Our Stories

Celebrating Latino Histories, Affirming Latino Futures

Ricardo Flores, director of LISC San Diego, kicks off our recognition of Hispanic Heritage Month with a blog about how working in partnership with Latino communities is key to the health of the country, and part of the fundamental relationship between local and national prosperity. "The conditions of the Latino population today provide us with a peek into the wellbeing of our society tomorrow and in the years to come," writes Flores.

Photo courtesy City Heights Community Development Corporation.

Each year since 1968, our nation has recognized the contributions of Hispanic and Latino Americans to the United States and has celebrated their cultural heritage and history.

To be sure, this year’s anniversary comes at a time of rising uncertainty for many within the Latino community, as immigration policy hangs in the balance. But one thing is certain: Latinos, who have played formative roles in the history of this land since the 16th century, are an ever-growing force in the social, economic and political life of the United States.

According to demographers, by 2050 my hometown of San Diego will be 41 percent Latino, the state of California will be 47 percent Latino, and the U.S. as a whole will be 29 percent Latino.

These population shifts offer an enormous opportunity to harness the energy and potential in our Latino communities, so that all residents can contribute to the health of their neighborhoods and to the country as a whole. And if demography is truly destiny, the conditions of the Latino population today provide us with a peek into the wellbeing of our population tomorrow and in the years to come. 

As a Latino American who spent his formative years in San Diego’s City Heights neighborhood, a historically underinvested area that has suffered from high crime rates, I consider myself a prime example of the kind of upward mobility that can, with good fortune, be achieved through education, persistence and sweat equity. My parents were activists in the Chicano movement of the 1960s who would later graduate from San Diego State University and enjoy successful careers as elementary school principals. I know they’re proud that I earned a degree from UCLA.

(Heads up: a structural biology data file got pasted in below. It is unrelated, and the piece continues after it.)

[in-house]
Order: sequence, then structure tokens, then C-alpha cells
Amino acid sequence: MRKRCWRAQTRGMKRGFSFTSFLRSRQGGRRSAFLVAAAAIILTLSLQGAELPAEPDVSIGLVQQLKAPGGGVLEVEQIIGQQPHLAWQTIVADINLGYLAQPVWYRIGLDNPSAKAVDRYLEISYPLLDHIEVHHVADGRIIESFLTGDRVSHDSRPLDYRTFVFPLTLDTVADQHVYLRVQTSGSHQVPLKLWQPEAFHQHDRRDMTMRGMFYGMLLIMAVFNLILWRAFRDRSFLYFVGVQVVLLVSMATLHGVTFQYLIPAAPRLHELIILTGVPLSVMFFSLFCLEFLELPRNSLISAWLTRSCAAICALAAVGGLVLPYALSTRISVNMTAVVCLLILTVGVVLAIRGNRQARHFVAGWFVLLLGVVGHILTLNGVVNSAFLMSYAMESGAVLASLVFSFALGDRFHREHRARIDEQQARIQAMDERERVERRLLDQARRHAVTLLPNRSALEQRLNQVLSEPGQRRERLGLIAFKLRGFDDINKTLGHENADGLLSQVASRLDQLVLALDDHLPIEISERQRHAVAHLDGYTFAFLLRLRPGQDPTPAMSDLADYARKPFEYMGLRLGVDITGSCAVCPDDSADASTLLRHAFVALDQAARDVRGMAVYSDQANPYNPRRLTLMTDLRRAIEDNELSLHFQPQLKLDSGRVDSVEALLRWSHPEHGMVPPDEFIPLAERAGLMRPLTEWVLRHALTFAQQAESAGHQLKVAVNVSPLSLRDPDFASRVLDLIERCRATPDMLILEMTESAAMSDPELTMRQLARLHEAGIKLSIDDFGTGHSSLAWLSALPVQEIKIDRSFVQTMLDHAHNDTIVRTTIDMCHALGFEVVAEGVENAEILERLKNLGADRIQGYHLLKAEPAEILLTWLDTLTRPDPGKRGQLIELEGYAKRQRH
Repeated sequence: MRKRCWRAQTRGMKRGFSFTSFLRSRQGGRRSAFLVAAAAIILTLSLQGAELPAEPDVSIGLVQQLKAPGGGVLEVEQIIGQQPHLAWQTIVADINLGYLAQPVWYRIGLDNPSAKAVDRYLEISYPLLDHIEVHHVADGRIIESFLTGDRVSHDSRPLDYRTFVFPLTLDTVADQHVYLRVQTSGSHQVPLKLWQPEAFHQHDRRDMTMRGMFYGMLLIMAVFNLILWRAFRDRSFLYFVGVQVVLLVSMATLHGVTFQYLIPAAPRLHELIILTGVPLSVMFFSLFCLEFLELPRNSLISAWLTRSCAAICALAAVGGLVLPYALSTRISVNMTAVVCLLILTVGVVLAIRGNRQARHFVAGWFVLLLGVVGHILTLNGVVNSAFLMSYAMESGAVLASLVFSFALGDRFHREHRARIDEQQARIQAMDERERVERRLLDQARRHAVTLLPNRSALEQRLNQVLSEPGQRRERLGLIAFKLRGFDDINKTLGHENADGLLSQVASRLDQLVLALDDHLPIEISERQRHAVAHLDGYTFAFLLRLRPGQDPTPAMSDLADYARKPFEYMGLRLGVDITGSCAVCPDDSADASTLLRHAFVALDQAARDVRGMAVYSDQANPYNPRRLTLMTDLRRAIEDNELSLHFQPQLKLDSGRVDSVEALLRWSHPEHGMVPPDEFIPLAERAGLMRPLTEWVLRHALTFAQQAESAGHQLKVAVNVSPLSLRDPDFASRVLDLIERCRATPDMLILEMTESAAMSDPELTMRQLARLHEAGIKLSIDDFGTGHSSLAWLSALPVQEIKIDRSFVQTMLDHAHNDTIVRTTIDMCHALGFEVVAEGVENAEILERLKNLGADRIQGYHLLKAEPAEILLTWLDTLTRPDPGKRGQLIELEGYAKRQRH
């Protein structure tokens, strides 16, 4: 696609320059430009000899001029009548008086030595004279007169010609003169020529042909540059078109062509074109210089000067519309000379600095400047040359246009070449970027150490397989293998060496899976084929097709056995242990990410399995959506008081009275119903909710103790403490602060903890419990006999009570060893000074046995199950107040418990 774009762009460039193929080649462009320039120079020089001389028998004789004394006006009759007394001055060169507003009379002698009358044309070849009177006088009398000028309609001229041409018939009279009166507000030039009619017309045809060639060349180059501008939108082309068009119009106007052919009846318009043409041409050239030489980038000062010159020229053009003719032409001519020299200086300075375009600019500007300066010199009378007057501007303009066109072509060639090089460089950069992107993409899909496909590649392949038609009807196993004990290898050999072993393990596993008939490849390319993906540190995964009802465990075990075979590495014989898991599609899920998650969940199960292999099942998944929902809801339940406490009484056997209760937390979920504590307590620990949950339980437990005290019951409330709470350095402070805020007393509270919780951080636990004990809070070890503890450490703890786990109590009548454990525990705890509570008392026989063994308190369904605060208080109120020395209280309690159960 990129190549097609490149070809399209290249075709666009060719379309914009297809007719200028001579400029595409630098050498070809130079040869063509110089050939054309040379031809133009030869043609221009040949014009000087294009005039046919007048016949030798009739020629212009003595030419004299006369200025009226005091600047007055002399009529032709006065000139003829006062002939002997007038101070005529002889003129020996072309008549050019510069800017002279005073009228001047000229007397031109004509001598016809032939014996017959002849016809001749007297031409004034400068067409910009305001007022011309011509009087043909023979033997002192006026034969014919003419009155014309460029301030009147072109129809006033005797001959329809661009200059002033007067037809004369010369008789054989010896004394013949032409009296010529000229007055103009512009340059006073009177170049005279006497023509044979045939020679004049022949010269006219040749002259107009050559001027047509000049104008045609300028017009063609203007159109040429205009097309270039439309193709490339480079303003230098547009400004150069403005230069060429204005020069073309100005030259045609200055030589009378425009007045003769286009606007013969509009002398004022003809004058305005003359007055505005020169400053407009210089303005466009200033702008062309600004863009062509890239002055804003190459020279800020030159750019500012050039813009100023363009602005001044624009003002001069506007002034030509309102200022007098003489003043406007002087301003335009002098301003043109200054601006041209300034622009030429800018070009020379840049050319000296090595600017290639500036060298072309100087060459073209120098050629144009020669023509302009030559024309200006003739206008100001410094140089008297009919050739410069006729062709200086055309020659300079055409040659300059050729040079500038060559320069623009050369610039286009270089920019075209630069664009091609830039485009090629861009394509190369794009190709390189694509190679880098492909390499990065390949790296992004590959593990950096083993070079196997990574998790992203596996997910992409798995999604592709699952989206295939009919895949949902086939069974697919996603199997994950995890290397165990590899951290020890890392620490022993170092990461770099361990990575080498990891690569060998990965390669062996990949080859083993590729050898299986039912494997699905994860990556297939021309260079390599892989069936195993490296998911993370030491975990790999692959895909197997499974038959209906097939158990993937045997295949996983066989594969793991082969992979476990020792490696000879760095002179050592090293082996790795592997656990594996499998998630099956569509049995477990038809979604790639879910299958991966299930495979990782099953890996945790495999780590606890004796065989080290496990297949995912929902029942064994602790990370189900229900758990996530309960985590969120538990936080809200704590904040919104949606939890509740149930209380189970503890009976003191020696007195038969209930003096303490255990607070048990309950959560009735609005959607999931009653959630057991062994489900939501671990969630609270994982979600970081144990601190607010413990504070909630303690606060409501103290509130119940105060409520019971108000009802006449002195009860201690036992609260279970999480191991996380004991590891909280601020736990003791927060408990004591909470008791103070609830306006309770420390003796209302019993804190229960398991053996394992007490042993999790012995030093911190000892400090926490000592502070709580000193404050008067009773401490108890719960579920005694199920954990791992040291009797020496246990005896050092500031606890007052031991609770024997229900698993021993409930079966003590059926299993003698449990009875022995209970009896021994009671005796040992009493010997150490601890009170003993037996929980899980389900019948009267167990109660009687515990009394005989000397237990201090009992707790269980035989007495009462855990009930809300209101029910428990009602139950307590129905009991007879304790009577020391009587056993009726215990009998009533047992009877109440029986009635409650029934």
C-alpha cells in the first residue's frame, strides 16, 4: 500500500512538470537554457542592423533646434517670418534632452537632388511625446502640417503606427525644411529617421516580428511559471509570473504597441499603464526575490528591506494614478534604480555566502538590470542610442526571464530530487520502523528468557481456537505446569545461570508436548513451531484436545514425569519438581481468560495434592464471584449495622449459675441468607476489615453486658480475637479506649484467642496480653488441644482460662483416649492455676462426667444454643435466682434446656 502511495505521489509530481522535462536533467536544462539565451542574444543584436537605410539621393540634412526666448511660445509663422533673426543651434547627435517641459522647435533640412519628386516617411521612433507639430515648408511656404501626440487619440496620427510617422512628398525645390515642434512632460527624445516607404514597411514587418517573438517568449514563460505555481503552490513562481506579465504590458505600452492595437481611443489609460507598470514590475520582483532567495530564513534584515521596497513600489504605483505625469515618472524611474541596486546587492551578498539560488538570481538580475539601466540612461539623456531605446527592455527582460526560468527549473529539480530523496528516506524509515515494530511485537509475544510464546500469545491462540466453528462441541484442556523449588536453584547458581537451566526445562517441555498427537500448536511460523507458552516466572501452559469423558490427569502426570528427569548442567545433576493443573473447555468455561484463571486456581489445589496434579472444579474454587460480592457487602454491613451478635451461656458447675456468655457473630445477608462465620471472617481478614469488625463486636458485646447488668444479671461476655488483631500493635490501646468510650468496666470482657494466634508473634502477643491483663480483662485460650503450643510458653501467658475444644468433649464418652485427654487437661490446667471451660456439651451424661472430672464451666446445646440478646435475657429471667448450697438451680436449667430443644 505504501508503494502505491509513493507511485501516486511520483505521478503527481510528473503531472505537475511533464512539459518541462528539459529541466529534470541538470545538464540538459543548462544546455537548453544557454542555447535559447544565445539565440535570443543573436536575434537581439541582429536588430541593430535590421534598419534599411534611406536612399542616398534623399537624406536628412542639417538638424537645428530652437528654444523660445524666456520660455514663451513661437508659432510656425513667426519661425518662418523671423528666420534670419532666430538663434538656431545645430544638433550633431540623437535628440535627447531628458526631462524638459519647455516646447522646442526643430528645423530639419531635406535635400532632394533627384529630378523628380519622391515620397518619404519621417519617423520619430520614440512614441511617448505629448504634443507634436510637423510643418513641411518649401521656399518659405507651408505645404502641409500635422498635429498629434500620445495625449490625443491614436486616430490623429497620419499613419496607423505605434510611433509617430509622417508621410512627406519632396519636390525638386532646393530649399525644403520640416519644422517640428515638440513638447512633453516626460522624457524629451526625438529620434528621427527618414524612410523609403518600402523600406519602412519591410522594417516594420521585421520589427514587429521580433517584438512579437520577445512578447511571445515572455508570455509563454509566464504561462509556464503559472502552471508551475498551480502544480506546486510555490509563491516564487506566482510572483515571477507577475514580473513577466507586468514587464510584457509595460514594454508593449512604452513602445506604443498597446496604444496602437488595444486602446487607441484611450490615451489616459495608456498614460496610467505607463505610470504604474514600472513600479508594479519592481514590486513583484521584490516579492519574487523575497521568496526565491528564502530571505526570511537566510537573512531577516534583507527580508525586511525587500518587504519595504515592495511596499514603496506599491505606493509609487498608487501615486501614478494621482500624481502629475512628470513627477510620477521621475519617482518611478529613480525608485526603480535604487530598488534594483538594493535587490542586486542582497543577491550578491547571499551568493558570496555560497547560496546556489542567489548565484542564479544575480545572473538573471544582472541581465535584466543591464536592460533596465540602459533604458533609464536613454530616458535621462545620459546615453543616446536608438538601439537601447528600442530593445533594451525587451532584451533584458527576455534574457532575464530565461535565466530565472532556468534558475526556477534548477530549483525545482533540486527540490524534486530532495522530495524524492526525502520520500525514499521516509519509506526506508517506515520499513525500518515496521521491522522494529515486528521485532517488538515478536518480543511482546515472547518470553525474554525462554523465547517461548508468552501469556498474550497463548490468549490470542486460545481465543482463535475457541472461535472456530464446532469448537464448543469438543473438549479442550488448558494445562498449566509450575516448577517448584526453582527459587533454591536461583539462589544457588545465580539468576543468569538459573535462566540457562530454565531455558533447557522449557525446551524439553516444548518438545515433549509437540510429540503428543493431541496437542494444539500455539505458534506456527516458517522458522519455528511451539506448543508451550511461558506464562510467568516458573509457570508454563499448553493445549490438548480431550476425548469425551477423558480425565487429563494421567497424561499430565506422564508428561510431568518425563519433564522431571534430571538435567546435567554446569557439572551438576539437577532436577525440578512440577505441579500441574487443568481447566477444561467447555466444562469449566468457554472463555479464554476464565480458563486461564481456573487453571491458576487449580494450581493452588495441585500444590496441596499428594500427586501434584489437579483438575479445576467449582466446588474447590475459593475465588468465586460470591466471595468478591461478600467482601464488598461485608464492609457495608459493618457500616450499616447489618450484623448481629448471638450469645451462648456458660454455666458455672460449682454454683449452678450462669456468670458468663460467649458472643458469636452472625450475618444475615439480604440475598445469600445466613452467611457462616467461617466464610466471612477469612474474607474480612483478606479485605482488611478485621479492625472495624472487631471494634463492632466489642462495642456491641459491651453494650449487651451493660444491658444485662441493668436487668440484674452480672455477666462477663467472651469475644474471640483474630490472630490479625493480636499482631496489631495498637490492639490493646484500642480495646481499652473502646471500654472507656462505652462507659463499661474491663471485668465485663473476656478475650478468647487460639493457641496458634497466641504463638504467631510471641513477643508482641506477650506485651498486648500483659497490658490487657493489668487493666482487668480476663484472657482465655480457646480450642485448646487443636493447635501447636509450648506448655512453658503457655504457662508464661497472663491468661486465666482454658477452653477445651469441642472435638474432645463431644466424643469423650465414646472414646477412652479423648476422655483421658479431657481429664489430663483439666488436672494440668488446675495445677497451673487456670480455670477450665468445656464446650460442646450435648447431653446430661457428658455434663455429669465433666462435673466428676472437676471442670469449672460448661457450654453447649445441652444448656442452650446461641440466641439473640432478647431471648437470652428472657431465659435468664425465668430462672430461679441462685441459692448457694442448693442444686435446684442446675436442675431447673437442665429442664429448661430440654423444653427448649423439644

Yet for all the irrefutable examples of generational advances like my family’s, statistics tell us that far too many Latinos still live in poverty (some 24 percent nationally; nearly 30 percent in California) and too few attain a high school or college-level degree. This is a population with the same potential and talent as I had, but in many cases without the scaffolding and access to realize that potential.

By 2050, my hometown of San Diego will be 41 percent Latino, the state of California will be 47 percent Latino, and the U.S. as a whole will be 29 percent Latino.

Today, as executive director of LISC San Diego, I work in the very neighborhood where I am from, City Heights, whose Latino, immigrant and refugee residents have struggled to share in the extraordinary assets and prosperity of the state.

Our mission at LISC is to bridge the gap between communities, to help connect low-income people with the opportunity that should be theirs to grasp. In City Heights, we’ve done that by working with our local partners to finance the Fair@44, an open-air, international food market and much-needed public gathering space that also serves as an incubator for new businesses. And our Financial Opportunity Center at the nearby International Rescue Committee office offers employment and career services, financial education and coaching, and low-cost financial products that encourage investment and savings to City Heights families.

Across the city, we provide low-interest loans to build affordable housing, revitalize economic corridors to create jobs, and provide technical assistance to small, community-based nonprofits, many of which serve a largely Latino clientele.

This is the work LISC does all across the country, in neighborhoods where people who trace their roots to Mexico and Central and South America have made a home. From the Latin American Youth Center in Washington D.C. to the Southside Culture Center in Providence, RI, to Raza Development Fund in Phoenix, we partner with a broad range of organizations that share our commitment to nurturing thriving Latino communities.

And this is the work we’ve been doing in San Diego for more than 25 years. In that time we have invested over $230 million to build 6,300 affordable apartments and homes along with 1 million feet of commercial space. We have provided $3 million in grants to community based non-profits and helped over 1,300 individuals get a footing in financial stability and find new careers through our Financial Opportunity Centers. 

Celebrating National Hispanic Heritage Month is a mark of our dedication to all of our communities. And if past is prologue, as we continue to confront today’s challenges, I’m certain my fellow Latinos will very much be part of the solution. 


Ricardo Flores, Executive Director, LISC San Diego
Ricardo Flores became executive director of LISC San Diego in Spring 2017. Prior to that, he served as chief of staff for San Diego’s city council president, and was a senior aide to U.S. congresswoman Susan Davis. A native of City Heights, Ricardo graduated from UCLA and today, he and his wife live in the Kensington neighborhood with their rescue lab.